Looking Back: On May 7…

In 1940, a debate began in the British House of Commons, and it culminated several days later in the replacement of Prime Minister Neville Chamberlain with Winston Churchill. In 1945, General Alfred Jodl signed unconditional surrender terms at Reims, France, ending Germany’s participation in World War II. The document took effect the next day. In 1946, Tokyo Telecommunications Engineering, which was later renamed Sony, was founded […]

Looking Back: On May 6…

In 1536, the army of Inca Emperor Manco Inca Yupanqui began a 10-month siege of Cuzco against a garrison of Spanish conquistadors and Indian auxiliaries led by Hernando Pizarro. In 1882, Irish Under-Secretary Thomas Henry Burke and Irish Chief Secretary Lord Frederick Cavendish were stabbed to death by members of the radical group Irish National Invincibles as they walked through Phoenix Park in Dublin. In 1954, English athlete Roger Bannister became the first person […]

Looking Back: On May 5…

In 1973, Secretariat won the 1973 Kentucky Derby in a record time of 1:59.24. An American thoroughbred racehorse, Secretariat was the first U.S. Triple Crown winner in 25 years. He set race records in all three events in the series — the Kentucky Derby, the Preakness Stakes (1:53), and the Belmont Stakes (2:24). He is considered to be one of the greatest thoroughbreds of all […]

Looking Back: On May 2…

In 1955, Tennessee Williams won the Pulitzer Prize for Drama for Cat on a Hot Tin Roof. In 1964, an explosion sank the USS Card while it was docked at Saigon. Viet Cong forces were  suspected of placing a bomb on the ship, which was raised and returned to service less than seven months later. In 1969, the British ocean liner Queen Elizabeth 2 departed on her […]

Looking Back: On April 30…

In 1973, President Richard Nixon announced that the Watergate scandal forced the resignation of several officials, including White House aides H. R. Haldeman and John Ehrlichman. In 1975, Communist forces gained control of Saigon, leading to the unconditional surrender of South Vietnamese President Duong Van Minh and the formal end of the Vietnam War. In 1993, the European Organization for Nuclear Research (CERN) announced that World Wide […]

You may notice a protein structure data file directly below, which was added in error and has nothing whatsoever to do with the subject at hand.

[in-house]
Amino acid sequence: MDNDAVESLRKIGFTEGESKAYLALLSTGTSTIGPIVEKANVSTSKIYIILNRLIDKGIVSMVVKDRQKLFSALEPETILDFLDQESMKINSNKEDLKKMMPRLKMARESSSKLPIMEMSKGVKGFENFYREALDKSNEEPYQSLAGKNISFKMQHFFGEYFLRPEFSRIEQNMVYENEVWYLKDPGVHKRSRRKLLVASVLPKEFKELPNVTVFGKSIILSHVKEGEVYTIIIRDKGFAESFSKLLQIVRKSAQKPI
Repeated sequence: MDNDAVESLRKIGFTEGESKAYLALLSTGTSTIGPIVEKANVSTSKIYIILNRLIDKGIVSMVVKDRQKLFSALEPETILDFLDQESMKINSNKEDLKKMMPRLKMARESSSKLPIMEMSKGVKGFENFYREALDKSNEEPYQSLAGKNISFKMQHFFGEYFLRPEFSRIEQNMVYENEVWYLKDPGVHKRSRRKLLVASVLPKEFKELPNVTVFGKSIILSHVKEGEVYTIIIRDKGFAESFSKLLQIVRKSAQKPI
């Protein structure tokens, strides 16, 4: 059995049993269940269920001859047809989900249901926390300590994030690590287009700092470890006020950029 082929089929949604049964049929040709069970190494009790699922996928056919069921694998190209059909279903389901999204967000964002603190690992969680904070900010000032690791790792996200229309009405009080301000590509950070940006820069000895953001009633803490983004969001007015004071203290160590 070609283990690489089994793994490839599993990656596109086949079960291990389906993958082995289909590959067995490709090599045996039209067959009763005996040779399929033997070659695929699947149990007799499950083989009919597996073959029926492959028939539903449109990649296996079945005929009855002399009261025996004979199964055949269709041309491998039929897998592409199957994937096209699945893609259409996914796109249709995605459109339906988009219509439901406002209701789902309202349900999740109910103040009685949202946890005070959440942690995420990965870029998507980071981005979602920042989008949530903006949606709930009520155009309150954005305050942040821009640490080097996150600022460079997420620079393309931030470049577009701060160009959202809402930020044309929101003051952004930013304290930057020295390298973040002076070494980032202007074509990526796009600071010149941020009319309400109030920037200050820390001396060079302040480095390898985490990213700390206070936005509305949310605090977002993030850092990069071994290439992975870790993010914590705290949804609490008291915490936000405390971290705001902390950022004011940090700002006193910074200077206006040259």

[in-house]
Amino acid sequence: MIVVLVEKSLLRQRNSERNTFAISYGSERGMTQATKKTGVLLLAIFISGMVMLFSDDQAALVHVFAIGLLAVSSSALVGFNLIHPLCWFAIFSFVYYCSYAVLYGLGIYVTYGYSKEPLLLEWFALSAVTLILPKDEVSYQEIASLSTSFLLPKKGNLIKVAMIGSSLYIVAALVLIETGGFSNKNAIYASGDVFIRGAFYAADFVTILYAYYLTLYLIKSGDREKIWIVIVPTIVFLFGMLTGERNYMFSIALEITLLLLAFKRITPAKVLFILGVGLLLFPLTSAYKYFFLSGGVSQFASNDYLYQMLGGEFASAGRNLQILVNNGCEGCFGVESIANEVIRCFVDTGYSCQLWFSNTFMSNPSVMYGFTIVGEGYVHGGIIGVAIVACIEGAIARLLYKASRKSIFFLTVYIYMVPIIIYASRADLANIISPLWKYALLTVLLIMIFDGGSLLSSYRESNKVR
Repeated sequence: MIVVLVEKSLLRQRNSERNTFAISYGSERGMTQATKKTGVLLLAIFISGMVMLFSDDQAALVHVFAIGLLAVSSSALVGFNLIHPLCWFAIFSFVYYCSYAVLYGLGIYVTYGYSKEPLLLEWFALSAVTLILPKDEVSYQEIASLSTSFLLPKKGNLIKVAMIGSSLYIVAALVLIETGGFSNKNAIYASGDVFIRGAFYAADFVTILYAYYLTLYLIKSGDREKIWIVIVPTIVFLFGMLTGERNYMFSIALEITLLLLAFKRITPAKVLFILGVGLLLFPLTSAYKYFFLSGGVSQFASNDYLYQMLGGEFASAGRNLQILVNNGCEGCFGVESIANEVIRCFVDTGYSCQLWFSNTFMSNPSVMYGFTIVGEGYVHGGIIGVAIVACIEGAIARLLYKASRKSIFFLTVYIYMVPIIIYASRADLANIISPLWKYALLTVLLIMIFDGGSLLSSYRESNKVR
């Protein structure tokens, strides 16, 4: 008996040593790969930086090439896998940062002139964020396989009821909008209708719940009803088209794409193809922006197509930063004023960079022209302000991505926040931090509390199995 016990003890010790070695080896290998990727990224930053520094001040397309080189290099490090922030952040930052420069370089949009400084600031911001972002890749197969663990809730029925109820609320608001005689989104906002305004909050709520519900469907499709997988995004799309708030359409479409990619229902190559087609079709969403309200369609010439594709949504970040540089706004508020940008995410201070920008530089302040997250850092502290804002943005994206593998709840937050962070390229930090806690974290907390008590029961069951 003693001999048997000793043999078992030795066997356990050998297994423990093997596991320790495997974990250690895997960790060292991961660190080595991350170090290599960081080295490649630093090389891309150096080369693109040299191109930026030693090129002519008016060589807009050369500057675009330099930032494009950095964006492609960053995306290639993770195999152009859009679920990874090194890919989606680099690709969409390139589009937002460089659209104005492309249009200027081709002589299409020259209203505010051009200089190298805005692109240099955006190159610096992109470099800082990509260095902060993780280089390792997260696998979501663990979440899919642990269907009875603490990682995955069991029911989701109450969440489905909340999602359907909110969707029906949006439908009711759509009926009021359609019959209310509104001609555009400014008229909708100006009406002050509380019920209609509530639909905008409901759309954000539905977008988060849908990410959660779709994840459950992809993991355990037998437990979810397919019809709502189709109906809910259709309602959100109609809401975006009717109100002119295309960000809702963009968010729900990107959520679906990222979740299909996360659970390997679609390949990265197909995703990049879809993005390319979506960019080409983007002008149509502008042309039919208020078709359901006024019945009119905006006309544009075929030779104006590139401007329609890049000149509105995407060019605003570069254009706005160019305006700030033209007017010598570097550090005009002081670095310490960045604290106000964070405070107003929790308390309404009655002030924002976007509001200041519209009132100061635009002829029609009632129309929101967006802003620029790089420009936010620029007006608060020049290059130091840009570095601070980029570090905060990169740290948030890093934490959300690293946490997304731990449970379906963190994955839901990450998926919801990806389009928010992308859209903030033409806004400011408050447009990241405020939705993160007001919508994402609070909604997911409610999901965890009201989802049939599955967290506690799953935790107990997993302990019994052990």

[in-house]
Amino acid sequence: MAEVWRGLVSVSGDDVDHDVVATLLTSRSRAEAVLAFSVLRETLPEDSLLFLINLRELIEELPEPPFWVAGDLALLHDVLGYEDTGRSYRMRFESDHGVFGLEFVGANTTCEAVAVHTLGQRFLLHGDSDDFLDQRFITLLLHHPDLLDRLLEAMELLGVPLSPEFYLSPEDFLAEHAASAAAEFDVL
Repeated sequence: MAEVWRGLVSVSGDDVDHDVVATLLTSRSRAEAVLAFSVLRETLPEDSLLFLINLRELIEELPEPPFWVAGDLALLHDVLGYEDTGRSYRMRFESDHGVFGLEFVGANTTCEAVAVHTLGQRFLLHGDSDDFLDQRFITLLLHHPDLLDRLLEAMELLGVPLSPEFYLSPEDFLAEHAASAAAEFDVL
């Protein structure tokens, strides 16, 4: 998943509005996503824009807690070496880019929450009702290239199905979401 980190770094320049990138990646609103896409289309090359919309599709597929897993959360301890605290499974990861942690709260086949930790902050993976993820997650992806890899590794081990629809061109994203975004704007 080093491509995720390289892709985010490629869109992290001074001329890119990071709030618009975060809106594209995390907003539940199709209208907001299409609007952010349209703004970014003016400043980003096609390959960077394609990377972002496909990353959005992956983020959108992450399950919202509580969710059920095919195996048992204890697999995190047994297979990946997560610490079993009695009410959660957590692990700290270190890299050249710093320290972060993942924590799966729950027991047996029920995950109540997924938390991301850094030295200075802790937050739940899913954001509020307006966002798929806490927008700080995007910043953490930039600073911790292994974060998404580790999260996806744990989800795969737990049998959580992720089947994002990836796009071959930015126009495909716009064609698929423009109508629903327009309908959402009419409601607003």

Looking Back: On April 29…

In 1587 during the Anglo-Spanish War, Francis Drake led the first of several naval raids on the Spanish Armada that destroyed so many ships in the Bay of Cadiz that Philip II of Spain had to delay his plans to invade England for more than a year. In 1862 during the American Civil War, Union forces under David Farragut captured New Orleans, securing access into […]

Looking Back: April 24…

In 1704, the first regular newspaper in British Colonial America, “The Boston News-Letter,” was published in Massachusetts. In 1800, the U.S. Library of Congress was established when President John Adams signed legislation to appropriate $5,000 to purchase “such books as may be necessary for the use of Congress.” In 1885, sharpshooter Annie Oakley was hired by Nate Salsbury to be a part of Buffalo Bill’s Wild West. In 1907, Hershey […]

Looking Back: On April 23…

In 1014, Irish forces led by Brian Boru clashed with the Vikings in the Battle of Clontarf. In 1661, Charles II, King of England, Ireland, and Scotland, was crowned at Westminster Abbey. In 1954, batting against Vic Raschi of the St. Louis Cardinals, Hank Aaron of the Milwaukee Braves hit the first of his record-setting 755 home runs in Major League Baseball. In 1968, students protesting the Vietnam War at Columbia University in New York City took over administration […]

Looking Back: On April 22…

In 1945, Adolf Hitler admitted defeat during World War II after he learned that Soviet forces took Eberswalde without a fight. While in his underground bunker, he reportedly stated that suicide was his only recourse. In 1954, witnesses began testifying at the Red Scare’s Army-McCarthy Hearings, which were aired live on television. In 1964, the New York World’s Fair opened for its first […]

Looking Back: On April 21…

In 753 BC, Romulus and Remus founded Rome, according to the calculations by Roman scholar Varro Reatinus. In 1836, Texan forces led by Sam Houston defeated Gen. Antonio López de Santa Anna and his Mexican troops in the Battle of San Jacinto near La Porte, the decisive battle in the Texas Revolution. In 1914, the United States detained a German steamer carrying materiel for the Mexican federal government during the […]